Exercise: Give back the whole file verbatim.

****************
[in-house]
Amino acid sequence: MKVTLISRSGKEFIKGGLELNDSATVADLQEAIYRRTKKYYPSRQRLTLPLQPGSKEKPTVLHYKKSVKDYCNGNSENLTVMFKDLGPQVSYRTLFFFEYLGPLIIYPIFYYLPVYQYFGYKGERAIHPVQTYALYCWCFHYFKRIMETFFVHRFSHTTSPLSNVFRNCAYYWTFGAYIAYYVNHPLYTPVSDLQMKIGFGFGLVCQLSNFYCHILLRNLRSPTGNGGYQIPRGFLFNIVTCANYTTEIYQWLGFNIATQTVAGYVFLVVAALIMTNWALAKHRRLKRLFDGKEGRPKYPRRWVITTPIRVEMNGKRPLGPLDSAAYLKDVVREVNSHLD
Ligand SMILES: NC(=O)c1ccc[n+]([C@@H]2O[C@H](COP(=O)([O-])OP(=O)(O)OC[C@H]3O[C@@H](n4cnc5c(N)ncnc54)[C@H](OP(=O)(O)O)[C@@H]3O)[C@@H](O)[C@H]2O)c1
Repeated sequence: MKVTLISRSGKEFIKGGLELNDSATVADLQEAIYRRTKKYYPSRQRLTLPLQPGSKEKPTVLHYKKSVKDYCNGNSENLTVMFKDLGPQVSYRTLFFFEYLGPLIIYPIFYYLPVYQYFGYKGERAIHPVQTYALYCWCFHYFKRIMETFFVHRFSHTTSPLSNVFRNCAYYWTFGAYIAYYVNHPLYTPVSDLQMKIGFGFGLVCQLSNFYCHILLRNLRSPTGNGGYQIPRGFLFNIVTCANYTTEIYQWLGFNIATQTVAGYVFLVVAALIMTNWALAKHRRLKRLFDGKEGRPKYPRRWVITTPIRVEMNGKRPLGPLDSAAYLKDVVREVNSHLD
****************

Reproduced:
[in-house]
Amino acid sequence: MKVTLISRSGKEFIKGGLELNDSATVADLQEAIYRRTKKYYPSRQRLTLPLQPGSKEKPTVLHYKKSVKDYCNGNSENLTVMFKDLGPQVSYRTLFFFEYLGPLIIYPIFYYLPVYQYFGYKGERAIHPVQTYALYCWCFHYFKRIMETFFVHRFSHTTSPLSNVFRNCAYYWTFGAYIAYYVNHPLYTPVSDLQMKIGFGFGLVCQLSNFYCHILLRNLRSPTGNGGYQIPRGFLFNIVTCANYTTEIYQWLGFNIATQTVAGYVFLVVAALIMTNWALAKHRRLKRLFDGKEGRPKYPRRWVITTPIRVEMNGKRPLGPLDSAAYLKDVVREVNSHLD
Ligand SMILES: NC(=O)c1ccc[n+]([C@@H]2O[C@H](COP(=O)([O-])OP(=O)(O)OC[C@H]3O[C@@H](n4cnc5c(N)ncnc54)[C@H](OP(=O)(O)O)[C@@H]3O)[C@@H](O)[C@H]2O)c1
Repeated sequence: MKVTLISRSGKEFIKGGLELNDSATVADLQEAIYRRTKKYYPSRQRLTLPLQPGSKEKPTVLHYKKSVKDYCNGNSENLTVMFKDLGPQVSYRTLFFFEYLGPLIIYPIFYYLPVYQYFGYKGERAIHPVQTYALYCWCFHYFKRIMETFFVHRFSHTTSPLSNVFRNCAYYWTFGAYIAYYVNHPLYTPVSDLQMKIGFGFGLVCQLSNFYCHILLRNLRSPTGNGGYQIPRGFLFNIVTCANYTTEIYQWLGFNIATQTVAGYVFLVVAALIMTNWALAKHRRLKRLFDGKEGRPKYPRRWVITTPIRVEMNGKRPLGPLDSAAYLKDVVREVNSHLD